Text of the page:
Sat. Jun 10th, 2023

[Step-by-Step Guide] How To Buy Treasury Bonds on Secondary Market From Fidelity Brokerage

Fidelity fixed income page screenshot

Here is quick walkthrough from buying a (roughly) 1-year Treasury bond on the secondary market via my Fidelity brokerage account. Please note that I am not a professional bond trader nor a tax professional, and I won’t be able to cover every detail. I maintain part of my portfolio bond allocation in roughly a 5-year bond/CD ladder, comparing and buying the top rate amongst US Treasuries, bank CDs, and credit union certificates across the country as they are all fully-backed by the US government. This guarantees that every year, at least 20% of it is liquid and available in adverse conditions like job loss.

Treasury bonds vs. certificates of deposit. First, you’ll want to compare your Treasury bond effective yield against bank CD rates. At the time of this writing, 1-year Treasury was at ~3.10% while the top brokered 1-year CD was at 3% APY. Due to my local/state tax situation, the after-tax Treasury bond rate was comparable to a 1-year bank CD paying ~3.50%. Right now, the Treasury bond safely wins if held inside a taxable account.

New issue available? For example, if today was 7/15/2022 and I wanted to buy a new 52-week T-Bill from TreasuryDirect or Fidelity, I would look at the official auction schedule see that the next available date for a 52-week T-Bill is on Thursday 8/4/2022 to place an order, 8/9/2022 auction date, and 8/11/2022 settlement date. I have no idea what interest rates will be like then, and for my purposes I wanted to lock in now.

Buying secondary Treasuries on Fidelity. To buy bonds on Fidelity, you must log into your brokerage account and navigate to the “Fixed Income” section, where they will show a quick overview of current rates across roughly 75,000 fixed income investments from brokered CDs to high-yield corporate bonds. (See image at top of post. Click to enlarge.)

Next, click on the “Bonds” tab > US Treasury bonds > Secondary market. This narrows it down to about 578 bond CUSIPs. This search and trade was completed 7/15/2022.

Since I want a Treasury bond with only one year left until maturity, I set the filter for a maturity date between July 2023 and July 2023. That should narrow it down to only 5 bond CUSIPS. Let’s take a look at them (click to enlarge):

These are all “used” bonds that have already been issued and been paying someone else interest at their own rate. The market will adjust the price of these secondary bonds so that everything with a similar maturity ends up paying relatively close to a current “market” rate. Most of these started out paying really low interest rates, so right now you’ll often be buying them at a discount to their face value. (When interest rates go up, prices for existing bond go down since their interest payouts are lower.)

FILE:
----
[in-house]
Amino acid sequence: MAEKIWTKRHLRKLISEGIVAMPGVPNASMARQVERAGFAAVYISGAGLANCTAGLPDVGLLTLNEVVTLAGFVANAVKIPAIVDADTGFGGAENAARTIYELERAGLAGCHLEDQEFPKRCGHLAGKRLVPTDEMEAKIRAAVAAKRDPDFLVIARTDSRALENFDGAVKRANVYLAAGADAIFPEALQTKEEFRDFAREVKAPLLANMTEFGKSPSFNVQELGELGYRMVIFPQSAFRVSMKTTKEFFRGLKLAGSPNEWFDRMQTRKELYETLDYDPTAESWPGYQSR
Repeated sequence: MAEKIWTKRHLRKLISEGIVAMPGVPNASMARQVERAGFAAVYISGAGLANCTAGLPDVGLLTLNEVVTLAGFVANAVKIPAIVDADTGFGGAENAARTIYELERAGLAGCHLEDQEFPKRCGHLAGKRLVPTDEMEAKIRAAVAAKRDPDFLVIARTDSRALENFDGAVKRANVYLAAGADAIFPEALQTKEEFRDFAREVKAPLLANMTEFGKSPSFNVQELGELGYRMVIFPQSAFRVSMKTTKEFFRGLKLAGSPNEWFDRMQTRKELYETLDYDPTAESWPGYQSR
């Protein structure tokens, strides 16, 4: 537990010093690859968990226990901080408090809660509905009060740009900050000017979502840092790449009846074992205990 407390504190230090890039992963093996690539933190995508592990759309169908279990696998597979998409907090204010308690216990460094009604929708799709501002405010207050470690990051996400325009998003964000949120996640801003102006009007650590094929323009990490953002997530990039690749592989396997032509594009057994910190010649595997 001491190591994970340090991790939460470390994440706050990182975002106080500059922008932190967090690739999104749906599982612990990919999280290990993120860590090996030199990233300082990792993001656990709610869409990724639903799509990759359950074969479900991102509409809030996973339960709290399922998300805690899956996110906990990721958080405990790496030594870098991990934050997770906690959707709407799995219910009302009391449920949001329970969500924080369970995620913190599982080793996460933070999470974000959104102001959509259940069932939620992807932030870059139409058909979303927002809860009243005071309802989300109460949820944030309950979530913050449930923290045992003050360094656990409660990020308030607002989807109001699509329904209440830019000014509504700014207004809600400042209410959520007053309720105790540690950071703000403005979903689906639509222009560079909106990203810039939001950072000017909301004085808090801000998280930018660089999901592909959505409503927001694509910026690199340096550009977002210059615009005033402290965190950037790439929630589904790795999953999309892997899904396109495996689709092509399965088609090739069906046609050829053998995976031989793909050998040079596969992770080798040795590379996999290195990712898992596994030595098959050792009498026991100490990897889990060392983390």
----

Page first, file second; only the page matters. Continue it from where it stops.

If you hold two bonds with the same “yield to maturity” all the way until it matures and pays you back the principal, you should end up with the same amount of gain at the end even if it is split differently between interest income and capital gain. (If you buy at a discount and have years left until maturity, a pro-rated portion of the discount is reported as income every year until maturity.)

Note that these price quotes are separated into “bid” and “ask”. Bid is what folks are offering to pay, and ask is the price at which folks are offering to sell. There is a spread between them because if there wasn’t, they would have matched up and sold. For example, someone might offer to sell at an effective 3.09% yield, with another offering to buy at 3.14% effective yield.

I’m a small fry, so I just pay attention to the “Ask” and the minimum quantity. Sometimes the offered price looks good but requires you to buy $500,000 of it! (1 bond = $1,000 face value.) Also, the prices are like stocks and fluctuate constantly, so don’t anchor yourself to any specific number. I might wish I could get that 3.20% I saw the day before, but that rate may or may not come back during my buying window.

When you’re ready, you can place a limit order. This lets you set a maximum price you’ll be willing to pay (and thus minimum yield). For example, I chose this Treasury bond that began life as a 5-year bond on 7/31/2018 and matures on 7/31/2023 with an annual coupon of 2.75%. I offered a price of 99.652 each, which guarantees me a minimum effective yield of 3.09% (exempt from state and local taxes). I recommend always using a limit order, just in case.

A note on commissions. Fidelity does not charge a commission (or mark-up) on secondary US Treasury bond purchases if performed online. There is still the indirect cost of the bid/ask spread, but that is more of a concern if I was to sell. I believe that Fidelity has close enough to the best order fill available to an individual investor. I haven’t compared them in detail, but be aware that others may charge a mark-up.

My order was successfully filled at $99.652, which means for 10 bonds with $10,000 face value, I paid $9,965.20 for the bonds plus a little more for any accrued interest. US Treasury bonds are not callable and the interest is paid semi-annually. My next interest payments (at the old bond’s lower 2.75% rate) will be on 7/31/2022, 1/31/2023 and 7/31/2023 with the full return of $10,000 face value at maturity. Again, based on my local/state tax situation, my after-tax interest will be comparable to a 1-year bank CD paying 3.50% APY. This compares well to the best available rates on cash right now.


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